Ministry Handbook

Safe Ministry

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Safe Ministry

Appropriate Touch

Initiating Touch
Children are the ones to initiate touch. Leaders aim to minimize touching children. Always ask permission before touching a child (e.g. hold hand up and ask, High five?).

Appropriate Touch 0-2 Years
Hugging, patting, sitting on lap, rocking, holding hands are all appropriate forms of touch for this age group.
When a child is upset, re-direct or distract the child with an activity, game or craft.

Appropriate Touch 3-4 Years
Open hugs, sitting on lap or beside leader, holding hands are all appropriate forms of touch for this age group. When a child is upset, re-direct or distract the child with an activity, game or craft.

Appropriate Touch School Age

  • Touch should always be on the bony parts of the body (shoulders, hands, arms, though not the head).
  • Touch should always be open not closed (i.e. a side on hug, not a face to face hug).
  • Touch should always be brief not lingering (i.e. a quick pat not a long lingering rub, a quick handshake not a long lingering hand rub).
  • No school age child is to sit on a leader’s lap (even if injured or upset). Tips to avoid this:
    • Invite children to sit beside you (pat ground and indicate were you’d like them to sit).
    • Leaders sit down after children are all seated.
    • Leaders sit with their knees bent (children are less likely to sit on leader if the leader’s legs are bent and their knees are up).

Contacting Children

  • You should take care that your communication with a child or children is appropriate and above reproach. Be aware that those who wish to abuse children may use electronic communications to try to cultivate secretive or exclusive relationships.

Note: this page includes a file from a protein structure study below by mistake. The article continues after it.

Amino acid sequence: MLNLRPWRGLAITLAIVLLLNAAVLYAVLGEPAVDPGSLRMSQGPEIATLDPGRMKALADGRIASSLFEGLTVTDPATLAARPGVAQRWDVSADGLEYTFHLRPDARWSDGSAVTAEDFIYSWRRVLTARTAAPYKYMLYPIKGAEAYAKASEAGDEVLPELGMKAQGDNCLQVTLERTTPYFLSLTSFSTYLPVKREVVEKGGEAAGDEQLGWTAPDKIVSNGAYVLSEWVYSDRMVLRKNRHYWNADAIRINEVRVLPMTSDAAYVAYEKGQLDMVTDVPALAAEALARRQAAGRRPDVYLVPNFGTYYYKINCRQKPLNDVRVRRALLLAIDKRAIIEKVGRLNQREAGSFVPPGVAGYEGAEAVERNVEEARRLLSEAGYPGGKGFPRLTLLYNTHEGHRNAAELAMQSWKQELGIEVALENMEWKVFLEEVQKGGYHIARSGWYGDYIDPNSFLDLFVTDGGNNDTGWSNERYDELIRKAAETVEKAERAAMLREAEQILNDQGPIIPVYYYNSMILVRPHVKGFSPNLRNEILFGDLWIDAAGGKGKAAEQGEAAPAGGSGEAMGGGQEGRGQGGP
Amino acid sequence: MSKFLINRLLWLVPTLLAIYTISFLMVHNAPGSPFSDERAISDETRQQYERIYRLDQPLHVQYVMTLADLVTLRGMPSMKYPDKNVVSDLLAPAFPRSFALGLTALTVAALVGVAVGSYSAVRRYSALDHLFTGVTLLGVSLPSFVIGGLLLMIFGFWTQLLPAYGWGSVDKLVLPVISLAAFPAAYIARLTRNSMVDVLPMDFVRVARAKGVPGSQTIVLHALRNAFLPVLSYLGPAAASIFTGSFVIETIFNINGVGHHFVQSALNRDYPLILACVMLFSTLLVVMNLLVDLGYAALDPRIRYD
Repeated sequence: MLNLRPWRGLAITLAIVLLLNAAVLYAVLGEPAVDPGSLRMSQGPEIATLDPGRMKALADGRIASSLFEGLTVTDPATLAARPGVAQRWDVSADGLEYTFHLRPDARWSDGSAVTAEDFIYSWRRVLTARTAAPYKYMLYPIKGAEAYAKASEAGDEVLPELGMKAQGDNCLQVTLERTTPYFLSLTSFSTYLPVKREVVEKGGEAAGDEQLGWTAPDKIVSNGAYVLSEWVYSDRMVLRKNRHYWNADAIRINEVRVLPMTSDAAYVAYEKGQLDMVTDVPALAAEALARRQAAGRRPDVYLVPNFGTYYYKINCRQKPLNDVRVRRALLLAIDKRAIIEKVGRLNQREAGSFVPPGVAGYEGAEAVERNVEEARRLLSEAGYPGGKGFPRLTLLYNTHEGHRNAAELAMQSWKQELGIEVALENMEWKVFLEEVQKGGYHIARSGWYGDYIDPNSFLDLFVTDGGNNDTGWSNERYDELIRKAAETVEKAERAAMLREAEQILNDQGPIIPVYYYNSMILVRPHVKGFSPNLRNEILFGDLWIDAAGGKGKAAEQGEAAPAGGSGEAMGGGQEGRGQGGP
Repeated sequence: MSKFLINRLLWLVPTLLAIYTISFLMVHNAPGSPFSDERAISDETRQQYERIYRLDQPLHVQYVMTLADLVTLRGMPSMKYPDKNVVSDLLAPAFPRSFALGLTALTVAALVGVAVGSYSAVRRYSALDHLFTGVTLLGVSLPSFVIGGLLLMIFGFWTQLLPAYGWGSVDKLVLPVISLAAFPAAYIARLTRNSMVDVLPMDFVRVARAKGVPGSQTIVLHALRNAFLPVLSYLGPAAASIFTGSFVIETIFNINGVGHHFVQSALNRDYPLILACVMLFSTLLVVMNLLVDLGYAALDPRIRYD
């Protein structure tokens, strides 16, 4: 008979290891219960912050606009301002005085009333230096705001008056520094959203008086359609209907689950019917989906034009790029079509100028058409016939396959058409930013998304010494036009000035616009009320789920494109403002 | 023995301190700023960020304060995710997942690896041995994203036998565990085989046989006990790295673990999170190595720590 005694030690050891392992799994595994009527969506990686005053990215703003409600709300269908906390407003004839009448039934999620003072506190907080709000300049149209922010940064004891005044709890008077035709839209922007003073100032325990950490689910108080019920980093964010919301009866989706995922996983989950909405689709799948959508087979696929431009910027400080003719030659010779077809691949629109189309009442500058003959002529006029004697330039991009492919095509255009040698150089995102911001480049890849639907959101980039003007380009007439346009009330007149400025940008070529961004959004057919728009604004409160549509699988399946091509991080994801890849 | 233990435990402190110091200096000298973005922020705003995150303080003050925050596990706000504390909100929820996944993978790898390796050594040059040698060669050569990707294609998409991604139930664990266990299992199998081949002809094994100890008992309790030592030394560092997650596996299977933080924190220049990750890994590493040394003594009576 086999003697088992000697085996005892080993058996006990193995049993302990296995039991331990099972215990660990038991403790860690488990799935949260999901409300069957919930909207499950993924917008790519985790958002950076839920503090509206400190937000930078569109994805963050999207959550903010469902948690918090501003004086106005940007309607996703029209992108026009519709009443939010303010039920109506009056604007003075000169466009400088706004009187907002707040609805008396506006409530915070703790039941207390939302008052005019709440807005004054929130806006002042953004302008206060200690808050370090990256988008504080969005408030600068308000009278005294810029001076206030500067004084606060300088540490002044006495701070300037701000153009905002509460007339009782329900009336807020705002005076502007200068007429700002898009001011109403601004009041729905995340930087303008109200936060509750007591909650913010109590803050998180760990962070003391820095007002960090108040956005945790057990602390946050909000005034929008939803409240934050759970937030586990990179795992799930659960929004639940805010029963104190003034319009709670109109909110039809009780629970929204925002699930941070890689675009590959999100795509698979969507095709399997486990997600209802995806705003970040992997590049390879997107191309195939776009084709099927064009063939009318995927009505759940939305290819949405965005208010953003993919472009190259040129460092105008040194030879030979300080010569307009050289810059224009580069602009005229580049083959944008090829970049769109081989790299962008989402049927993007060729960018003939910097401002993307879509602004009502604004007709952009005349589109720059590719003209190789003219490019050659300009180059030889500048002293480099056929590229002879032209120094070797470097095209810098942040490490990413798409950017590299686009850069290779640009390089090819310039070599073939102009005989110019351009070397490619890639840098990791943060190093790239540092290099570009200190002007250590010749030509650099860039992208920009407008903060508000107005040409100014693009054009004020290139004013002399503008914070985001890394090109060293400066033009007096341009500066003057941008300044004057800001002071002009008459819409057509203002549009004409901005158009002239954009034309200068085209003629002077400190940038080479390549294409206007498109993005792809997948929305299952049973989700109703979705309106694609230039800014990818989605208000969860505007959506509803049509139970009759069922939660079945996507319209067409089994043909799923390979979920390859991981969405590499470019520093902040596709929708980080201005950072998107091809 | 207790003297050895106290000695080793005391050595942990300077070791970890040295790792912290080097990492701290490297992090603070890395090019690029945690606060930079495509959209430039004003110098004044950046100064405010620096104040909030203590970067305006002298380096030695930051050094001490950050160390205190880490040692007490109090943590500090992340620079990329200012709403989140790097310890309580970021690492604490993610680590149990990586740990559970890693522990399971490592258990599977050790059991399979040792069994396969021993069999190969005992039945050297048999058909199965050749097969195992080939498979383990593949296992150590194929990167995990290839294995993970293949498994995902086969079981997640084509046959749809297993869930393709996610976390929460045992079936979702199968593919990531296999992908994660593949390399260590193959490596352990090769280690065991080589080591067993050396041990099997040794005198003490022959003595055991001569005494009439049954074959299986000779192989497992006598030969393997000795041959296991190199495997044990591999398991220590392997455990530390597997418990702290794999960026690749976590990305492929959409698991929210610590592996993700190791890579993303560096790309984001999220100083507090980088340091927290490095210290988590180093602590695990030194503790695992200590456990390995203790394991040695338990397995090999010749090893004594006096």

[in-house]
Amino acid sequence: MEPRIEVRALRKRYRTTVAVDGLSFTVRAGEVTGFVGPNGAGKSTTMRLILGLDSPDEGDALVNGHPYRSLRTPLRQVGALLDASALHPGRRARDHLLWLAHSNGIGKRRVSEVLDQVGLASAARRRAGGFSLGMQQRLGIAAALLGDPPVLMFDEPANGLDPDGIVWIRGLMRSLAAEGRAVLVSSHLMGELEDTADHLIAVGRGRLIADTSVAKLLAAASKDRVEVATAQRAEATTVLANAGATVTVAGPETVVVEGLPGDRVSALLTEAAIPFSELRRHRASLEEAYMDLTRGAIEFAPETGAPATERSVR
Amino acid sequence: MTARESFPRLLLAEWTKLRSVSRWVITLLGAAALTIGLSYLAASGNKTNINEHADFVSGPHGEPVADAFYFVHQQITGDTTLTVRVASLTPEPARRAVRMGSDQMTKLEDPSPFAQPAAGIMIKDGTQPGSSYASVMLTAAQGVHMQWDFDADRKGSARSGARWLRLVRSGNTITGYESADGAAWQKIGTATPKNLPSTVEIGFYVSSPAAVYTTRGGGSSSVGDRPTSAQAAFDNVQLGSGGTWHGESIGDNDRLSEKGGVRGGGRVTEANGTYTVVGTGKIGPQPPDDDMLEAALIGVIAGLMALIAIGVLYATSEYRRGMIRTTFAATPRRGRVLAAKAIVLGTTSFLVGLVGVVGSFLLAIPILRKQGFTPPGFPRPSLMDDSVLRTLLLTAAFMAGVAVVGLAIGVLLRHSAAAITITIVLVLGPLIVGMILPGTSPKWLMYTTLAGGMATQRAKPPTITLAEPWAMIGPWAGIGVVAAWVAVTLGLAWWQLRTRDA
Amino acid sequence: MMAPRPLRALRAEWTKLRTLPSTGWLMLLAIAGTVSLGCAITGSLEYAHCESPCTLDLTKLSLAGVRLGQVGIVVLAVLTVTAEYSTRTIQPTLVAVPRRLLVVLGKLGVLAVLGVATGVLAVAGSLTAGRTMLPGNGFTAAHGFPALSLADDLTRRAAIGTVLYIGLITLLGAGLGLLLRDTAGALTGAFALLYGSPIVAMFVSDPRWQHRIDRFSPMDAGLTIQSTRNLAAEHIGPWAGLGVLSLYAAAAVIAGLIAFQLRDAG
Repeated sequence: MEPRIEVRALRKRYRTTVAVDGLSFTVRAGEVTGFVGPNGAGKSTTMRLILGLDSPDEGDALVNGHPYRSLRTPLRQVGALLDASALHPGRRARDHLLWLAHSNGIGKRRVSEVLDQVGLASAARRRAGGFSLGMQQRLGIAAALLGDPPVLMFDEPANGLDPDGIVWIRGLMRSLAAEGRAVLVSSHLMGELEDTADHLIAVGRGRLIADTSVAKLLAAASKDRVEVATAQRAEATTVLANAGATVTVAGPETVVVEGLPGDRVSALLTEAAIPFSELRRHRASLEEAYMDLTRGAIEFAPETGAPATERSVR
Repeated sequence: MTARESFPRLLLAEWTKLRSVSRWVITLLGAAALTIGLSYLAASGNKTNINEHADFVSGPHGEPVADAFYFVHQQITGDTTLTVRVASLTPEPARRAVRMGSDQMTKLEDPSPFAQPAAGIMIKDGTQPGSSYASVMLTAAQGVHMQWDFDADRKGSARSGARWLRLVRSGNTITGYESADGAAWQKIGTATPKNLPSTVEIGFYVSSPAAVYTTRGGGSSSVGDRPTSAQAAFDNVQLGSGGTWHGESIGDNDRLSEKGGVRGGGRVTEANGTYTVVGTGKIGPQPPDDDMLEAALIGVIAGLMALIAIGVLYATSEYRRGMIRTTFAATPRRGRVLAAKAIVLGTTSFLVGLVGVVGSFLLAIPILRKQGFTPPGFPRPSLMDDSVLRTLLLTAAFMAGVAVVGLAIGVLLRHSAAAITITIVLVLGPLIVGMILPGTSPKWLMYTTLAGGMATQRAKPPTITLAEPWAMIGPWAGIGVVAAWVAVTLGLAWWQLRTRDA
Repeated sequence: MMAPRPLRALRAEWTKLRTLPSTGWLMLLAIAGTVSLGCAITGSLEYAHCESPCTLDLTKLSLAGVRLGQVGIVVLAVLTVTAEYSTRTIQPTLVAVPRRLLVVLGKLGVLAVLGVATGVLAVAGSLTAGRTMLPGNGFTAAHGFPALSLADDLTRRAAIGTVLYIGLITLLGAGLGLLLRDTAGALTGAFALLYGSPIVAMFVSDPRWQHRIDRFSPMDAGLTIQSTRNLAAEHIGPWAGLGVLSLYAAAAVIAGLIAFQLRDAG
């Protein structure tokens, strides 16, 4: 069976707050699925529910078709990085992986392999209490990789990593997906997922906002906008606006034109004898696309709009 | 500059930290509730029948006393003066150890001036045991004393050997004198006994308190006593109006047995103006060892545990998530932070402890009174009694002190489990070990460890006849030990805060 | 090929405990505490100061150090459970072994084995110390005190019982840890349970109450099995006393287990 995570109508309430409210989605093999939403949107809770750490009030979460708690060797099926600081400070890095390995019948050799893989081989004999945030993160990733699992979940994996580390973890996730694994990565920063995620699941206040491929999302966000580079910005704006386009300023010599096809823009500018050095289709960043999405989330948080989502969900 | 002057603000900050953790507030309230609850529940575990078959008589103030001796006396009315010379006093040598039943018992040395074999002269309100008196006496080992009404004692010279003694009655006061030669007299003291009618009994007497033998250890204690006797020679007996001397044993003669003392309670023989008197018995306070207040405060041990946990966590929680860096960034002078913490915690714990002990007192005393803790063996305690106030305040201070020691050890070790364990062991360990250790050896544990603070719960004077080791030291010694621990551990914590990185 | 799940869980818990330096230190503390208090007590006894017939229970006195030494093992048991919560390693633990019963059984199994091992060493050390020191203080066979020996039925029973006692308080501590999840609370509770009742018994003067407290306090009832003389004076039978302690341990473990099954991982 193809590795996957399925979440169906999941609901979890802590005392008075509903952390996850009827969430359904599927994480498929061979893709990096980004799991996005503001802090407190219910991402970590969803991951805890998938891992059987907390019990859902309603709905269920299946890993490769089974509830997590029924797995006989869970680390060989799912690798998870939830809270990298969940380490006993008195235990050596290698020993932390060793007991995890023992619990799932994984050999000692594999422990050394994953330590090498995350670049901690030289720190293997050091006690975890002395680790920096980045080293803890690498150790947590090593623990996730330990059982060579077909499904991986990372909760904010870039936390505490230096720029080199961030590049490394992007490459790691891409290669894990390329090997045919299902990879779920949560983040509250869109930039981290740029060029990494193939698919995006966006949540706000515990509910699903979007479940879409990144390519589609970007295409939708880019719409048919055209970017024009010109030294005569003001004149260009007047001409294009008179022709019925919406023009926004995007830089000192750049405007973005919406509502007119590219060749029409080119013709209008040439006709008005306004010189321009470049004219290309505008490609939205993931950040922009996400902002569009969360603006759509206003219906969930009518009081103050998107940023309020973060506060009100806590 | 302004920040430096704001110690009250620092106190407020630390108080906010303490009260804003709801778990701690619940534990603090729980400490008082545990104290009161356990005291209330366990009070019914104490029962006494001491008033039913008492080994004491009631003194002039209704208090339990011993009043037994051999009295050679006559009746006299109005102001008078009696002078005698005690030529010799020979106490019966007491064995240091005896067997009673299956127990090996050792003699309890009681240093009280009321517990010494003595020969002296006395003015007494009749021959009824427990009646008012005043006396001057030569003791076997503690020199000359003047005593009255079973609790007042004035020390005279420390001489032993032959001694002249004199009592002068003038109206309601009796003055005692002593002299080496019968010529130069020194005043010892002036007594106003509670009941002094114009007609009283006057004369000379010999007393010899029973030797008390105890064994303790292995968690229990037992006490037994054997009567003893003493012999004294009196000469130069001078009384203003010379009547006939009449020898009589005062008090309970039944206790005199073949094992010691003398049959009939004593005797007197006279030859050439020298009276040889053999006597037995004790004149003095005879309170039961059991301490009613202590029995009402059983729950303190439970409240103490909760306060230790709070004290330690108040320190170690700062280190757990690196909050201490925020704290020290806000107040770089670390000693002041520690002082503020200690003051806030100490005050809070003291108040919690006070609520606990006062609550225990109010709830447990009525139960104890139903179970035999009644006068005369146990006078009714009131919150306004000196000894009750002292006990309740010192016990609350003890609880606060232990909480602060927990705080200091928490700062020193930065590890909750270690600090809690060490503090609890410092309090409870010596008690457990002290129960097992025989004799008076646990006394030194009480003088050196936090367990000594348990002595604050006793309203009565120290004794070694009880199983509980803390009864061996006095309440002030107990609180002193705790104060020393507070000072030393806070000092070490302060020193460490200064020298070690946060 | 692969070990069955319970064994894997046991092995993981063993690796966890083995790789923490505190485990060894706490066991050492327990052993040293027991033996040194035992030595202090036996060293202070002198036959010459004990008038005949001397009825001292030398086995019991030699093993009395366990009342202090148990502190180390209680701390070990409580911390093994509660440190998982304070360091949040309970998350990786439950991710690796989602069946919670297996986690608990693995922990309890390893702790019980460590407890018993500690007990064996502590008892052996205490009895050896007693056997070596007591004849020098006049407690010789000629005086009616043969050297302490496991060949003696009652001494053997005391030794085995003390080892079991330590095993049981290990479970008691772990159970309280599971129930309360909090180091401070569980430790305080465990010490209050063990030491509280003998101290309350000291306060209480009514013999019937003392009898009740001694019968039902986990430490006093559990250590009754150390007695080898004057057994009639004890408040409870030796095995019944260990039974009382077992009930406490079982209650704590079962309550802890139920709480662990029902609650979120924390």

• Leaders should not contact children directly by email, mail, social media, video calls, using chatrooms or by any other form of electronic communication. Leaders should not call or text a child on the child’s mobile phone directly.
  • All Letters, cards and written invitations:  address them to the child c/- the parent.  
  • All electronic communication must be with the child’s parent or guardian. On the rare occasions when a leader might need to speak to a child on the phone for ministry purposes, the leader is to call the child’s parent to explain why he or she is calling. Only then, with the parent’s permission, should the leader speak with the child. The leader should be conscious of keeping the conversation with the child short.

Photographing Or Filming Children

  • Leaders are not to take photographs of children on their phones or personal cameras unless permission is given by Campus Minister or Team Leader and only then, for the purpose of the program (e.g. kids retelling a story). Photographs are to be removed from the phones in front of Campus Minister or Team Leader at the conclusion of the activity. 
  • Photographs are only to be taken by people appointed by the Kids Ministry Director or Campus Ministers. 
  • Before any filming of children or recording of children's voices takes place, where the film or recording is being used outside the stipulations stated on the enrolment form, parents/guardians are to be approached individually for permission.

Separation Anxiety

  • Assure parents that it is normal for children to cry when being separated from their parent/guardian.
  • Ask the parent if they’d like you to pick up their child (Toddler) or hold their hand (3 years and up) and comfort them as the parent says goodbye.
  • If parents want to stay and settle their child, explain they can only stay for five minutes. After that the parent must leave, either taking their child with them or allowing you to try and settle their child. No parent is allowed to stay for extended periods of time unless permission has been given by the Kids Ministry Director.
  • If a child is distressed, try and settle the child (under-fives only) by sitting them on your lap with a puzzle or playdough in front. Comfort the child only once, then interact with the children around while subtly playing with the equipment in front of the child, handing the upset child equipment at various intervals. Or, hold the child while looking out a window and talk about what you can see. Don’t continually talk to the upset child.
  • If the child does not begin to settle within 5 minutes call parent to come and collect the child. Encourage the parent to take the child and try again the following week.
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